Regulators can develop a system of creditworthiness standards and reporting on their own or facilitate partnerships with credit rating organizations. For example, the Government of the Philippines created the Water District Credit Rating System, classifying districts on a scale of creditworthiness. Water districts assessed as creditworthy are deemed ready for private investment. Less creditworthy are targeted for technical assistance aim at addressing their weaknesses. Under this system, water utilities identify operational and financial weaknesses to improve their creditworthiness and bankability. Such sector-wide creditworthiness reporting systems allows utilities, lenders and regulator to benchmark the utilities with one another as well as with other corporate entities.



There is reason to assume that the more developed the sector financing system is, the more sophisticated credit analysis will be, which in turn implies stronger systemic integrity.

In a system where the sector solely relies on public funding, it is often only the Ministry, or possibly a national auditor, that has the responsibility to review the operating capacity of the utility. With no responsibility to payback the financing, there is little incentive for the Ministry to assess the creditworthiness of the utilities.

The next step toward commercial financing and creditworthiness assessment is often a structure where the utility receives pass-through concessional financing from a donor, replicating the process of commercial finance. In this type of lending the utility assumes the responsibility of repaying the loan; however, the repayment risk still lies with the government. The donor may offer some level of technical assistance to perform an increased level of creditworthiness assessment, but the accountability has only increased slightly, and the transparency only increases by one player, the donor.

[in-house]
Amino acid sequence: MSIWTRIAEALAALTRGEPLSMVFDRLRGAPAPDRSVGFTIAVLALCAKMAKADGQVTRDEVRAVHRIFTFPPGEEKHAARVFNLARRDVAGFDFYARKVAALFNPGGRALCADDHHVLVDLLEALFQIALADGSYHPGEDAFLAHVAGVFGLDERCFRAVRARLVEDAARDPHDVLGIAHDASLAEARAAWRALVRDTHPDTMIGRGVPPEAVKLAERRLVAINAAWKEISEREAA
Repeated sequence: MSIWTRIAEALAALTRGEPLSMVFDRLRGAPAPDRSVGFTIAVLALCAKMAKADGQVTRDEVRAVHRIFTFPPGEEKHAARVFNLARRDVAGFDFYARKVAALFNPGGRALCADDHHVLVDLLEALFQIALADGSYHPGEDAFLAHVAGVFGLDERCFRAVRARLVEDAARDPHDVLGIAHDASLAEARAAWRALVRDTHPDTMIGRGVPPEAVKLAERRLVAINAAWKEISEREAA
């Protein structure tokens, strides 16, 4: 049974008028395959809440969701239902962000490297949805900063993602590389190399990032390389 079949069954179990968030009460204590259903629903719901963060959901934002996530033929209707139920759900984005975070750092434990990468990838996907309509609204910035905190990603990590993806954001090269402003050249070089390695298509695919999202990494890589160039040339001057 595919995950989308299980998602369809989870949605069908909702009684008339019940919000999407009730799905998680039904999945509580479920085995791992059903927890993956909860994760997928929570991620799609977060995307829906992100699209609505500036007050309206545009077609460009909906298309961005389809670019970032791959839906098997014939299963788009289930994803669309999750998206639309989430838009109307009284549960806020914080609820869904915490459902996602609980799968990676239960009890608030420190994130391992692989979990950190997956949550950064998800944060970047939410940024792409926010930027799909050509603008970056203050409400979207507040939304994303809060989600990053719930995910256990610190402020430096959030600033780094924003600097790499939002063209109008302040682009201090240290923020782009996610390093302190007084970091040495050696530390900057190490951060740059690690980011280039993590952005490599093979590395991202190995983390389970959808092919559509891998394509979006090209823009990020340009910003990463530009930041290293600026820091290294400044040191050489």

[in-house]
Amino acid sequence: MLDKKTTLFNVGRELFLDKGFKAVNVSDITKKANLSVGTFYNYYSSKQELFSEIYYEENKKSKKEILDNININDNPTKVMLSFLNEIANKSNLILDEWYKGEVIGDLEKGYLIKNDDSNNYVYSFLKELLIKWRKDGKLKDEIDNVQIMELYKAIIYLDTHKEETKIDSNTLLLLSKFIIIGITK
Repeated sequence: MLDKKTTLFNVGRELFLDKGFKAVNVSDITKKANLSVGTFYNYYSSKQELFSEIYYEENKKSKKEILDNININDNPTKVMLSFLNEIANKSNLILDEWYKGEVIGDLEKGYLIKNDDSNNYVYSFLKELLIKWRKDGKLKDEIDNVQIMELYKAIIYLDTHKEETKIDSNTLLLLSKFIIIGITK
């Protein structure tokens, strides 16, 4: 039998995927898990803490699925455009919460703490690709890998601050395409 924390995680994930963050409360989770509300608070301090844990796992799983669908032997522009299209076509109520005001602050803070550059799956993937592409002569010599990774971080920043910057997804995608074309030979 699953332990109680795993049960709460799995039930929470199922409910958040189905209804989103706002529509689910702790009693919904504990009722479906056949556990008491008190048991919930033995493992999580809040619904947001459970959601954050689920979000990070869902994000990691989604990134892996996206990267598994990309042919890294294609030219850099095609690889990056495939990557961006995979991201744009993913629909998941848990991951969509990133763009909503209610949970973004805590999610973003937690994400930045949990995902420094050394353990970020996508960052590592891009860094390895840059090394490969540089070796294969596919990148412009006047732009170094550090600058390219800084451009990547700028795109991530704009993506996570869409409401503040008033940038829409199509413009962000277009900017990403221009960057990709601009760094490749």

Commercial bank financing, often partially guaranteed in the initial stages, greatly expands the oversight and reporting assessment to include a private bank, and likely an independent auditor. While the results of this assessment is rarely made public, the information that a commercial bank is willing to assume some if not all of the credit risk of the utility provides some increase in the level of public information available. In addition, regulators should have public guidelines stating minimum levels of operational capacity required for a utility to include the cost of borrowing in the cost recovery to set the tariff.

Capital market borrowing, via local bond issues, is likely to achieve the highest level of transparency. Bond issuances often require a credit rating performed by a licensed credit rating agency. Rating agencies require that the rating, and any updates/reviews from the rating agency, are made public. One challenge to note is that not many developing economies have local bond markets sufficiently advanced to allow water utilities to issue bonds.